In the goodness of your heart you have allowed a client to not pay all that is due to you for the services that you have provided and they now have built up a balance of $500. They have dropped out of therapy, are not returning your phone calls, and while they previously responded to your emails, these are now going unopened.
So in our consulting many clinicians ask, “Can I turn the client over to a Collection Agency or take them to Small Claims Court?” The answer, like many things in the business of practice has two answers: (a) it depends, and (b) should you?
Let’s start with “it depends.” If in your initial disclosure papers (or as Jeff Barnett and I term it, “The Contract” between you and your client) you inform the client that you might turn them over to a Collection Agency if fees are unpaid, then you can indeed do so. The issue is “informed consent” regarding your business procedures. You have an ethical obligation to let clients know about all of your business practices that might affect them. In this way they can decide if they want to work with you as their therapist. They may prefer to work with John Doe, MSW or Jane Q. Public, PhD., who do not state they will turn an unpaid balance over to a Collection Agency. This knowledge fosters client autonomy in their decision-making regarding who they will work with in therapy.
There are many reasons why clients may not pay their bills. Jeff Barnett and I discuss these as transference reactions. That is, they may feel like they are paying “for friendship” and resent doing so. They may have an expectation of a “right to health care” and therefore they should not be responsible for payment. There may be an expectation that you should “slide your scale” to meet their income (as an aside when was the last time anyone asked a plumber to slide their scale?). Finally, there may be a belief that you are just a “rich doctor” or “rich therapist” so you won’t miss the money.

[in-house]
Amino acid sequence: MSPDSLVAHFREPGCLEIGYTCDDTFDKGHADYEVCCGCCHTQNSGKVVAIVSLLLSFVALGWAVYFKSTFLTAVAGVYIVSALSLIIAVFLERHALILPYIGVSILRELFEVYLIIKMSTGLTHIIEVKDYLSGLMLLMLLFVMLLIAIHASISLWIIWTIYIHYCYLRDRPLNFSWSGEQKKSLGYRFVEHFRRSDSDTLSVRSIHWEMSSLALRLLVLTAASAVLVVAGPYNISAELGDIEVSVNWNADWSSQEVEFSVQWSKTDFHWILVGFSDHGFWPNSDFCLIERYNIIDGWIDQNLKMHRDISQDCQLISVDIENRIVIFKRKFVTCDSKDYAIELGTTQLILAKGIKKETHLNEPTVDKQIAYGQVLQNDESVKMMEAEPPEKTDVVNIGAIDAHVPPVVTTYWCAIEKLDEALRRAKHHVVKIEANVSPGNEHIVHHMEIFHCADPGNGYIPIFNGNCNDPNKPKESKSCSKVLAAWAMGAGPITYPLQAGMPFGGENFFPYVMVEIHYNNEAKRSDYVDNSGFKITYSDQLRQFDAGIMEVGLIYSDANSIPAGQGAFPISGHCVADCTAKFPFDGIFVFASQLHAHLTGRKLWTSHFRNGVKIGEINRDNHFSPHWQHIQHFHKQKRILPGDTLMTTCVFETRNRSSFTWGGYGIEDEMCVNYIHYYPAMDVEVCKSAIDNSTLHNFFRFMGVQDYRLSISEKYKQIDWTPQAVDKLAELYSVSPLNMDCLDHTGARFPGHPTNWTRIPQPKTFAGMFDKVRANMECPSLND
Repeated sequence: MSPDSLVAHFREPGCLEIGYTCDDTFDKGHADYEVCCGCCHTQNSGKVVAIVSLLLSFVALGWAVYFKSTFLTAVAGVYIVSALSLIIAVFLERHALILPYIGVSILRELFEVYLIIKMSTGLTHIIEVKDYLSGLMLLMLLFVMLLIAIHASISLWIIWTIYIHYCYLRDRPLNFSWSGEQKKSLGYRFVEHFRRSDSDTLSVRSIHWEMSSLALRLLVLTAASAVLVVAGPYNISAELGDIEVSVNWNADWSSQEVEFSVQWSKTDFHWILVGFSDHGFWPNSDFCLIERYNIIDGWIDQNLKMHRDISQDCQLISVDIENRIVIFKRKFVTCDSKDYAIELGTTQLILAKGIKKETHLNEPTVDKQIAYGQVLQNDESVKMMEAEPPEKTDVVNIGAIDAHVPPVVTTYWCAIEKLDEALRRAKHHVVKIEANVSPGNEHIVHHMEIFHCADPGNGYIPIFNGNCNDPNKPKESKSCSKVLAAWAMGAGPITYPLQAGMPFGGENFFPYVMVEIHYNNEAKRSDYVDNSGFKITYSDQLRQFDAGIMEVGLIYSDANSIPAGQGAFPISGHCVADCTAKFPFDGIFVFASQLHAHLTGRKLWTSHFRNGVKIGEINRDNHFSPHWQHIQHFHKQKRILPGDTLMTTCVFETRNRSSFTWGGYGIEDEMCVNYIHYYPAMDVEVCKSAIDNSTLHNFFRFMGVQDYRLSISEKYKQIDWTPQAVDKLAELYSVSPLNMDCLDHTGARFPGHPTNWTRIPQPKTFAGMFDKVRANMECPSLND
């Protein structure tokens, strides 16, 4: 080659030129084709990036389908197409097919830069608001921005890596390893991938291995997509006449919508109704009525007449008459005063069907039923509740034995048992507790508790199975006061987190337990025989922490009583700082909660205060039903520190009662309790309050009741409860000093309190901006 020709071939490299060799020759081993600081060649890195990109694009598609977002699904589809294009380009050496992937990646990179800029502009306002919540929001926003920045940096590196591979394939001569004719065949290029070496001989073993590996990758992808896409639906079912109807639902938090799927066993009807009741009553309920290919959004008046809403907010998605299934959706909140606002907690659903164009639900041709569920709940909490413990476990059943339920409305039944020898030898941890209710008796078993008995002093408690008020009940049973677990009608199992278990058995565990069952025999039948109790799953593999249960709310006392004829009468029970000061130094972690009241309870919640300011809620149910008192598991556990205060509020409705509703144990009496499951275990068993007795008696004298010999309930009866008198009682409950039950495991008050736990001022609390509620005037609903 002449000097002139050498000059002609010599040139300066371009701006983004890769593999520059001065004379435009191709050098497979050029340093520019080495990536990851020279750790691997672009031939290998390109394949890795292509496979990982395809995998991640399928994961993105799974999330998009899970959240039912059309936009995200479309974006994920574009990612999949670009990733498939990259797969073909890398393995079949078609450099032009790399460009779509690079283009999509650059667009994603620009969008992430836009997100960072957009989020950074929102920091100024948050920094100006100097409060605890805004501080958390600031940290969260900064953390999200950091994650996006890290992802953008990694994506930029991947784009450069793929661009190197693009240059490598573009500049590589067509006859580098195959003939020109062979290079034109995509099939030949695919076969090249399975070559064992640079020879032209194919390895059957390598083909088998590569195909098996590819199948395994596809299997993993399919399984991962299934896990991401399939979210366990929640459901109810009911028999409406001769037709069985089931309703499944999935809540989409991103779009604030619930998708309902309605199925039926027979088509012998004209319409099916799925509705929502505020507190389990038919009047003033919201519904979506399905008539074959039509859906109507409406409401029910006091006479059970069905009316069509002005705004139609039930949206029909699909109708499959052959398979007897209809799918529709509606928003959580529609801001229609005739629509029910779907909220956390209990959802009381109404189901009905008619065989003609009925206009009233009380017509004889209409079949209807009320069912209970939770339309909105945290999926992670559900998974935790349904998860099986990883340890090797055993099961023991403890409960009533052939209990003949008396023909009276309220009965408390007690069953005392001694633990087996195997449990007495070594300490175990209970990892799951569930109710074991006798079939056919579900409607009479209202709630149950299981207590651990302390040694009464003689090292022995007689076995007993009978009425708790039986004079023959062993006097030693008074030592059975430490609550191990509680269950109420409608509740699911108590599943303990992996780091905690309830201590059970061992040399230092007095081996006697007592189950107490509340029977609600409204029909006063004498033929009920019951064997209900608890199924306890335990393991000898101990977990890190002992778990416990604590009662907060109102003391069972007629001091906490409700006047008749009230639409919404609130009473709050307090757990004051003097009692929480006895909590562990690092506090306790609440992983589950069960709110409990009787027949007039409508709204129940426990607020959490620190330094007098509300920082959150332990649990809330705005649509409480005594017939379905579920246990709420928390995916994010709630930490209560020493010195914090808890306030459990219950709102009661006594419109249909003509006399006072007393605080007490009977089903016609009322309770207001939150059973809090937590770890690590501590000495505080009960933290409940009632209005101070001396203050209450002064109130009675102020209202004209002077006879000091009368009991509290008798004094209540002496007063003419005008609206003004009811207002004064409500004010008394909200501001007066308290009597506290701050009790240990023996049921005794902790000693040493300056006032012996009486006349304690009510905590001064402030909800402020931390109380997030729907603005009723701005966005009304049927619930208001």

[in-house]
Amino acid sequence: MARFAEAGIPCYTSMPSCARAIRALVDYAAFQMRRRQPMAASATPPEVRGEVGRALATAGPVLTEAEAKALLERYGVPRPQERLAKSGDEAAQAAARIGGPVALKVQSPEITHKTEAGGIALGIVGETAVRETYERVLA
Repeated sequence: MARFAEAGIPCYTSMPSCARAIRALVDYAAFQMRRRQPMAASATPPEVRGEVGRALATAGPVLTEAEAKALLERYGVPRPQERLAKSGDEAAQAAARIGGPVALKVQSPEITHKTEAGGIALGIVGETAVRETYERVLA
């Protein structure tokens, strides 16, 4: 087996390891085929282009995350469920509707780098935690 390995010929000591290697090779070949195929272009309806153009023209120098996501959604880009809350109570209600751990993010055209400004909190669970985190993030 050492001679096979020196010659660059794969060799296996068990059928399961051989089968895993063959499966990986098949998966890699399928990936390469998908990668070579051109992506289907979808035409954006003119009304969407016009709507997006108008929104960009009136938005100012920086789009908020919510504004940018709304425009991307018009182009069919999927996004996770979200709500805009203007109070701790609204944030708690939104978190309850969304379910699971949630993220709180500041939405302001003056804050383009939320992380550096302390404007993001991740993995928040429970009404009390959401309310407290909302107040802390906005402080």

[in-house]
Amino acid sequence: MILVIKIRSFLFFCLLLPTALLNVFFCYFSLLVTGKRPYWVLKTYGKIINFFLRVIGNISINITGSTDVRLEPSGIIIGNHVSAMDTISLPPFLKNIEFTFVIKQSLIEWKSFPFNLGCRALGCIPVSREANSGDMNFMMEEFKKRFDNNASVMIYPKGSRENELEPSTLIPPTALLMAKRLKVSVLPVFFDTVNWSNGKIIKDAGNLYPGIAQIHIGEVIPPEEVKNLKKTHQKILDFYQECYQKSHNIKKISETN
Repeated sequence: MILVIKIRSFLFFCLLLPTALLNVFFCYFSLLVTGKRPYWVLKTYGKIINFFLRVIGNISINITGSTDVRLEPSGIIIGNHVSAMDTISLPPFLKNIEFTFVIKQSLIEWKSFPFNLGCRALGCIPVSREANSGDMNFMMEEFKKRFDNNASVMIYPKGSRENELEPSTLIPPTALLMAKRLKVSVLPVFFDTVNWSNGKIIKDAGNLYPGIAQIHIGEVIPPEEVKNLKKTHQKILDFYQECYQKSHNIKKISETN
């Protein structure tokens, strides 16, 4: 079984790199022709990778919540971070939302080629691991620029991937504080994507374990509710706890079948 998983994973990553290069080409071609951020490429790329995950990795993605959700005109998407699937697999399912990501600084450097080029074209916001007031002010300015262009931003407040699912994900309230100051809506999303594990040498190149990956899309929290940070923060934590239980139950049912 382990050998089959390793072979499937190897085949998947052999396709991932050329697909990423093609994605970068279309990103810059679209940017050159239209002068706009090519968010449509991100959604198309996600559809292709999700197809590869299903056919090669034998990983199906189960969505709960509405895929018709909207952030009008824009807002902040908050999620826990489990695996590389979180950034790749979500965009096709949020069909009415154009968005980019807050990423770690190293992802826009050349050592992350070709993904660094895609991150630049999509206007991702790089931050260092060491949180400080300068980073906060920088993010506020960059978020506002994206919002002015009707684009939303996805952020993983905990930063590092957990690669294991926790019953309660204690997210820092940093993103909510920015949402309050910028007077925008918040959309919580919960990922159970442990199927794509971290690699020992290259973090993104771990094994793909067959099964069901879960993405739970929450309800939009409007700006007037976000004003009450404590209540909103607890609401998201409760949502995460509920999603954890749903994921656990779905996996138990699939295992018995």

Another reason clients do not pay their bills is because of their value system. They may also not pay Nordstrom’s, Target, AT&T, Con Edison either. There are a certain percentage (fortunately a small percentage) of clients that, simply put, “will just steal from us.” We suggest you treat it as a minor annoyance (think cognitive therapy 101) and not as a major personal offense launched at you.
Let’s move to “should you?” All risk managers for mental health practitioners will tell you not to and I agree. Take a nonpayment of fees as a lesson in how to better manage the finances of your small business. People get angry when they are sent to a Collection Agency or are taken to Small Claims Court. All it takes is one client to “act out” this anger by filing a bogus Board Complaint or malpractice suit against your professional license (i.e., your livelihood) to create havoc in your life.
So the answer to the question is yes you can (with advance notice) turn a client over to a Collection Agency, but to protect your practice (e.g., business) I would advise against it
Steven Walfish, Ph.D. is a Licensed Psychologist in Atlanta and a Partner at The Practice Institute (TPI). For more information on TPI go to www.thepracticeinstitute.com. Join our mailing list to learn more about activities and products to enhance both the clinical and business health of your practice. Dr. Walfish is Co-Editor (with Lisa Grossman) of Translating Psychological Research into Practice published by Springer Books (see http://www.springerpub.com/product/9780826109422#.U0PxdGBOVD8 for the Table of Contents)